Recipe: destructured artichoke-carbonara pasta

Christmas is the time of the year when I find the time to catch up with friends and family. And if you are in Italy, you don’t meet your friends at the pub. You meet up with your friends around a table.

So few days ago I joined for lunch my old friends Duccio and Claudia, and their wonderful family in Perugia, the City where I went to Uni and spent most of my adult life.

Artichoke carbonara recipe italian

Duccio is one of the most “peculiar” scientists I have ever met: successful scientist, as most physics is a bit… “one of a kind”, with loads of hobbies and interests (he is the director of the Choir where I used to sing), a bit unpredictable (he threw me a shoe once, out of the blue, cause I was distracted during a choir rehersal!) and a great cook! Claudia, on the other side, is a much more practical and methodical scientist (matemathician.. should I add anything?!), great mom and one of the most expressive singers I have ever had the luck to listen to. And I am not exagerating.. check out yourself in this video of Claudia performing a Gregorian hymn from Hildegarde Von Bingen (music starts at 2.01).

We had a great time together, and the lunch was truly delicious. I loved the beef medallion with truffle they cooked as a “secondo” (second dish). But most of all I was impressed by the pasta they cooked as “primo“: a revisited carbonara, using artichoke instead of bacon. Plus, a destructured version, with the ingredients layered on top of each other instead of mixed together. Despite the complexity of the noun, destructured artichoke-carbonara is very simple and I invite you to try it yourself! I love this dish as it is a slightly different version of the typical carbonara, and has a lovely contrast of textures with the firm pasta, the creamy eggs and the crunchy artichokes.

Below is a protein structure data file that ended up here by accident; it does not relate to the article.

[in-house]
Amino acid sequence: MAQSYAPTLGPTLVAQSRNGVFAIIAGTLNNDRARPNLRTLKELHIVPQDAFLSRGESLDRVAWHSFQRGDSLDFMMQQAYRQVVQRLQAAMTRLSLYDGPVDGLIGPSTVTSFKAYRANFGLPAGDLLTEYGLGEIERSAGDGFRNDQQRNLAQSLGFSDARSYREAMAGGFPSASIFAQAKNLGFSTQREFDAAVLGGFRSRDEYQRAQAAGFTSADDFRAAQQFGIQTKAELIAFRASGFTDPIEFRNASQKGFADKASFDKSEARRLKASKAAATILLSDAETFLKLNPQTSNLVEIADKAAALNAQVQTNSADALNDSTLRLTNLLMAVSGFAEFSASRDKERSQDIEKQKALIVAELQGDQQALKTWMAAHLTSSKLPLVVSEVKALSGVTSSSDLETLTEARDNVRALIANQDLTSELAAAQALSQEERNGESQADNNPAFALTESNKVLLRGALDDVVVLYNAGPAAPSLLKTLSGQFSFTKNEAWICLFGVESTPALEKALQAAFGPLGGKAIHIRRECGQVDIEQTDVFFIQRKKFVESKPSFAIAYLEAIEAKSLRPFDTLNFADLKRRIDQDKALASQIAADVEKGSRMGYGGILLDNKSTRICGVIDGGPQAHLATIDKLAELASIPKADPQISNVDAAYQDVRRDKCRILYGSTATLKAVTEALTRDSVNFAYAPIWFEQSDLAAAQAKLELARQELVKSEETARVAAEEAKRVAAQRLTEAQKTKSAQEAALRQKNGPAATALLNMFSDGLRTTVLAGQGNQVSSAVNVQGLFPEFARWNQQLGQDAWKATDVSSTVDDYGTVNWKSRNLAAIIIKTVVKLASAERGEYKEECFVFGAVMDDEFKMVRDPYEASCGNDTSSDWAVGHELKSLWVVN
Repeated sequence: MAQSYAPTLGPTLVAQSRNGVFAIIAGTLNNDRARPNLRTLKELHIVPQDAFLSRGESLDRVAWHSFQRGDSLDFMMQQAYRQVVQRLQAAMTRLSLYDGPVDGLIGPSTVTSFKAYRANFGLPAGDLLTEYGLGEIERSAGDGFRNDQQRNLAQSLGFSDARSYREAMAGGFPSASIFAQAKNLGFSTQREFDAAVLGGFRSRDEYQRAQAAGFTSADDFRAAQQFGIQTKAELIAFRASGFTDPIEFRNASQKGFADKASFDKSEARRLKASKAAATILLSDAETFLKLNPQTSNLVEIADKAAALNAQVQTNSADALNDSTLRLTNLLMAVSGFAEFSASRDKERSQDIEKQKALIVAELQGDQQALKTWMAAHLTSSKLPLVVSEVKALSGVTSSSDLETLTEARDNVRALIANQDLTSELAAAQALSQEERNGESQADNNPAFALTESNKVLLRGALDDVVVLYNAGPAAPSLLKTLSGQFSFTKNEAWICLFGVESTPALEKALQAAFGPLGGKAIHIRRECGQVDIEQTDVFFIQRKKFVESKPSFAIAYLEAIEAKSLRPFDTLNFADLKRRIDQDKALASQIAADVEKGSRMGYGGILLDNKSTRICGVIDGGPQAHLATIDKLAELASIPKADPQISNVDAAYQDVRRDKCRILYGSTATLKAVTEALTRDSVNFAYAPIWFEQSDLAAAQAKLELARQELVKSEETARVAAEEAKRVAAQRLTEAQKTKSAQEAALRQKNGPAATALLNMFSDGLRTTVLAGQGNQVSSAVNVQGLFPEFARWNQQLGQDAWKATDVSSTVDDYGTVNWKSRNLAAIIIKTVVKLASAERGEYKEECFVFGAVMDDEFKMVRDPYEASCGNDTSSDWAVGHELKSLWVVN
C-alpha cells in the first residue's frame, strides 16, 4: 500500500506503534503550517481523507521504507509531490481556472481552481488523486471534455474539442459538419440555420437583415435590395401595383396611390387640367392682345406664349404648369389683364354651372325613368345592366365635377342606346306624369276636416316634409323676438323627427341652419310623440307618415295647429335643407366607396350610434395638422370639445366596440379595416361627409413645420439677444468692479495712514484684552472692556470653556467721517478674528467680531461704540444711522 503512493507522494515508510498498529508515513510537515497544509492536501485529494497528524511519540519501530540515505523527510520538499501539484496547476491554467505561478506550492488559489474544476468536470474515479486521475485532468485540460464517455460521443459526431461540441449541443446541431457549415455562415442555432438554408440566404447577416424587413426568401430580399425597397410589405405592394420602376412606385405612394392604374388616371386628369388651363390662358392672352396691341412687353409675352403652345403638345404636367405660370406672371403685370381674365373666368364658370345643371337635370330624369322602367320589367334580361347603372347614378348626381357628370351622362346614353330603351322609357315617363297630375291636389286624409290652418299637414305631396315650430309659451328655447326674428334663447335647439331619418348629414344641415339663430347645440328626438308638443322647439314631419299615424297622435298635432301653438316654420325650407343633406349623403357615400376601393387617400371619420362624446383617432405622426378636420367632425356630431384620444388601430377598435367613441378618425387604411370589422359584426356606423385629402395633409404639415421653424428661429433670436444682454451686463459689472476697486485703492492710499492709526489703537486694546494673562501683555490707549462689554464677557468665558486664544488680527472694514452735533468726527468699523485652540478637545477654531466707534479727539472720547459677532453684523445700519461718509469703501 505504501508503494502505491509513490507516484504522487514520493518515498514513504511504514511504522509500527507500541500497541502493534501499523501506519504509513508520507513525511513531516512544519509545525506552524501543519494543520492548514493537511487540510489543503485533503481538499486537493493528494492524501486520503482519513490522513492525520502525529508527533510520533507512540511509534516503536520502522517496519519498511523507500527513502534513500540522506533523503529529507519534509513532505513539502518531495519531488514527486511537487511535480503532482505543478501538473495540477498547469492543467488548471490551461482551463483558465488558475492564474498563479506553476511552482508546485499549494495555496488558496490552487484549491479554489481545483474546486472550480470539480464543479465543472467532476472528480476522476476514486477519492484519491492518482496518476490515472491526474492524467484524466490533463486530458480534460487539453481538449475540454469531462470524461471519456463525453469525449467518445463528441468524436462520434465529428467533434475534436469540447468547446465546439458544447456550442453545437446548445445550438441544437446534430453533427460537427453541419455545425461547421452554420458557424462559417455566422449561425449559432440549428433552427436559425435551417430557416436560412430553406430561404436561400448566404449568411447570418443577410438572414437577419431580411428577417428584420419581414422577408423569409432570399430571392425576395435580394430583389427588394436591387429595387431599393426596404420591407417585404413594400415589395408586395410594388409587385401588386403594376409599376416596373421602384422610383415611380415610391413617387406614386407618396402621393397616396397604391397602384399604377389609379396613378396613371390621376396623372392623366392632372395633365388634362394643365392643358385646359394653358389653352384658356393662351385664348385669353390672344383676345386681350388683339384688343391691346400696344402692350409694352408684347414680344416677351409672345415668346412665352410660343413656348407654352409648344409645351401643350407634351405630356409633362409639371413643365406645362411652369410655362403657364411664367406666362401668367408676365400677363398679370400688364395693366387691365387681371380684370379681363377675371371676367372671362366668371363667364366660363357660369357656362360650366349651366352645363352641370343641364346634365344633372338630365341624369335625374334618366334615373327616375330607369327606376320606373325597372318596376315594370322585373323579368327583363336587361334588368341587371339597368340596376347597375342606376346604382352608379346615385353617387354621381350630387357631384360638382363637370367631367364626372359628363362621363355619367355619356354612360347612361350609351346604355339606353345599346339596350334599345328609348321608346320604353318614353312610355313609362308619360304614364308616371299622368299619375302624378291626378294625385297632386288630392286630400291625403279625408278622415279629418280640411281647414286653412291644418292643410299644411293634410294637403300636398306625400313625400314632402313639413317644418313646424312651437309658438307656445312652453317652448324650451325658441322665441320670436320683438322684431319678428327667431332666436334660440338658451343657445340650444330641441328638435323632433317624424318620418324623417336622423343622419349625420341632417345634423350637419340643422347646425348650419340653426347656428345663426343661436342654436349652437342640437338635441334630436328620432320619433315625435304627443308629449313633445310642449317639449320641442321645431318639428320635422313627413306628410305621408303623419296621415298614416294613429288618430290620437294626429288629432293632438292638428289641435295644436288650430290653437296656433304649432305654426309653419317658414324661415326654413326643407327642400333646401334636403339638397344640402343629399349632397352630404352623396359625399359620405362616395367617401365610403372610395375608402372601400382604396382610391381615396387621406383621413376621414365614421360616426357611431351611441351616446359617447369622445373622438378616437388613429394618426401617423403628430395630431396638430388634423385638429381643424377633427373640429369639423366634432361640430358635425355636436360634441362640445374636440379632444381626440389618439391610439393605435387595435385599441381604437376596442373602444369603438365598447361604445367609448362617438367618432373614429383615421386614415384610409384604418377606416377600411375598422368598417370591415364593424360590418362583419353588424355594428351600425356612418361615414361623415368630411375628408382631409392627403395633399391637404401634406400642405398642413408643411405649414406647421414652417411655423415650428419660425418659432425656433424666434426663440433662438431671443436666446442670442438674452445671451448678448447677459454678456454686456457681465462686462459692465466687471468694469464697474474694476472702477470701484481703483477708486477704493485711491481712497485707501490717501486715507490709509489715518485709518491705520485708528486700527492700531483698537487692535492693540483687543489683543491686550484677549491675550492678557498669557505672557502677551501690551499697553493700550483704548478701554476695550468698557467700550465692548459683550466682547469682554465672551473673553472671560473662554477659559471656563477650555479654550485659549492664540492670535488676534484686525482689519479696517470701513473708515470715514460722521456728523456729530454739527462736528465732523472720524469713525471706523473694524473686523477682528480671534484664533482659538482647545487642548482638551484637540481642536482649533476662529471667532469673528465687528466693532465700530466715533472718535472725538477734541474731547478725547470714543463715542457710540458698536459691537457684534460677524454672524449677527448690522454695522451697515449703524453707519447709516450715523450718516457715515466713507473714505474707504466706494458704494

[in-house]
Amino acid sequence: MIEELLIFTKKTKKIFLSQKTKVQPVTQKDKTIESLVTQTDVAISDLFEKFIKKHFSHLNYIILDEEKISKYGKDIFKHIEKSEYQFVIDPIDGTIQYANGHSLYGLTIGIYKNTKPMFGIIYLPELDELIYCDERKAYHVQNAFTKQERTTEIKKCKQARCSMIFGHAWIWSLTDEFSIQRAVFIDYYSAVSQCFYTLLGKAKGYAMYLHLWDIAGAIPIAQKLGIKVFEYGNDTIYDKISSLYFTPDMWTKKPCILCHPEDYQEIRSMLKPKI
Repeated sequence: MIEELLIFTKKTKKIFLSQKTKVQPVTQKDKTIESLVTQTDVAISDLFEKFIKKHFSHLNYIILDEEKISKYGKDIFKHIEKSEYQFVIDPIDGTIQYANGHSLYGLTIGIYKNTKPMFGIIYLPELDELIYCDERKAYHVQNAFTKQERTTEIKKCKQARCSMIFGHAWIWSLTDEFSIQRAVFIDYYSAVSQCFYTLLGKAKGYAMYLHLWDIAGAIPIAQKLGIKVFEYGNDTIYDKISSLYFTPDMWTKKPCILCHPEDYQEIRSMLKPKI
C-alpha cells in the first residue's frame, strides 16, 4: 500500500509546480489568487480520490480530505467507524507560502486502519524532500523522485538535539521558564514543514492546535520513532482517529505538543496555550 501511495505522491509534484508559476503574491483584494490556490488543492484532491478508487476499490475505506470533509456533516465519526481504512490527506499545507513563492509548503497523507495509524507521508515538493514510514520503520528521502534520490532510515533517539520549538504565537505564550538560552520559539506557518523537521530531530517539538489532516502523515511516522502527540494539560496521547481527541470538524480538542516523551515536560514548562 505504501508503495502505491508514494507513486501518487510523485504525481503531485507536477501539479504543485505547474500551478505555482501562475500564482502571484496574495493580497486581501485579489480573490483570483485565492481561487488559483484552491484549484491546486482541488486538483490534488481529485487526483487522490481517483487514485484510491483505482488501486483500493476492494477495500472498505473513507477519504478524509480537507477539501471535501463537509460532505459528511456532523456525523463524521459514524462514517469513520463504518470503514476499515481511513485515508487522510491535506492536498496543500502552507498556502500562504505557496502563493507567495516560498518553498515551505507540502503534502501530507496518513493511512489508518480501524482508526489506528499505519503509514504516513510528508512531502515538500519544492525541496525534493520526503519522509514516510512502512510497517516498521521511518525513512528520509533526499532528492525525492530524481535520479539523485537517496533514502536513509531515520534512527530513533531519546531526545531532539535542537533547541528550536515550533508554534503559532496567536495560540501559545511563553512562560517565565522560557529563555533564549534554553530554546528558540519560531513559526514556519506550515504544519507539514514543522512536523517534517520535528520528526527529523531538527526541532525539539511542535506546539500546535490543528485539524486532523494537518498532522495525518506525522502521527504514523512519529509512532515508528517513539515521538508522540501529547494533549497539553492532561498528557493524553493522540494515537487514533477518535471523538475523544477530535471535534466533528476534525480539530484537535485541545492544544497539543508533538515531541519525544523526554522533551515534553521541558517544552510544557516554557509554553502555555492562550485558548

Ingredients (4 people): 320g spaghetti – 2 artichokes – 4 egg yolks – 1 liter sunflower oilsalt and white pepper

Time: 30 min

Preparation: Wash and clean the artichokes, remembering to take off the external hard “petals” (don’t forget artichoke is a flower!) and the “fur” in the inner part, in case it is present. Once cleaned, cut the artichokes in thin (less than 1 cm) stripes and dry any water on them with a towel. Place the sunflower oil in a frying-pan, let the oil boil and deep fry the artichoke stripes until golden.

Whisk 4 egg-yolks in a bowl until they become slighly foamy (do not season them!).

Cook the pasta until al dente (check here to read  about how to cook a perfect pasta). Rinse the pasta and save some of the cooking water in a mug (to use in case the pasta gets too dry when plating the dish).

To prepare each dish, place two tablespoon of the whisked egg-yalk at the bottom of the dishs.

artichoke carbonara recipe

Add the drained pasta on top, then the deep-fried artichokes on top of the pasta. Season with salt and white pepper. Serve immediately! Each guest will have to mix the ingredients in his own dish before eating.

artichoke carbonara pasta recipe


– For a better result, you could whisk the eggs heating up the bowl in a bain-marie bath up to a temperature of approximately 45-60C, which is the ideal temperature to let those chemicalk processes develop in order to have a creamier egg. Be careful though…if the temperature is too high, the egg-yolk will cook, while we want to yolk to be creamy.

– use fresh, pasturised, possibly organic eggs, as you will eat them raw.

– when plating the dish, if your drained pasta has become too dry and sticky, just “shower” it with some of the cooking-water you have saved in a mug. This water will make your pasta more wet and juicy withouth washing away neither the salt nor the starch, as it is full of both.

– as only the pasta will be seasones with the salt in the water where it boils, the salt and white-pepper on top of the dish is necessary  to season both the egg yolks and the artichokes.

– you could stir fry the artichokes in olive oil instead of deep frying them in sunflower oil. They will be less crunchy though, and the crunch adds a lot of texture to this otherwise creamy and smooth pasta.

– to prepare the traditional carbonara, just use stir fried bacon instead of the artichokes. And add parmesan cheese on top.



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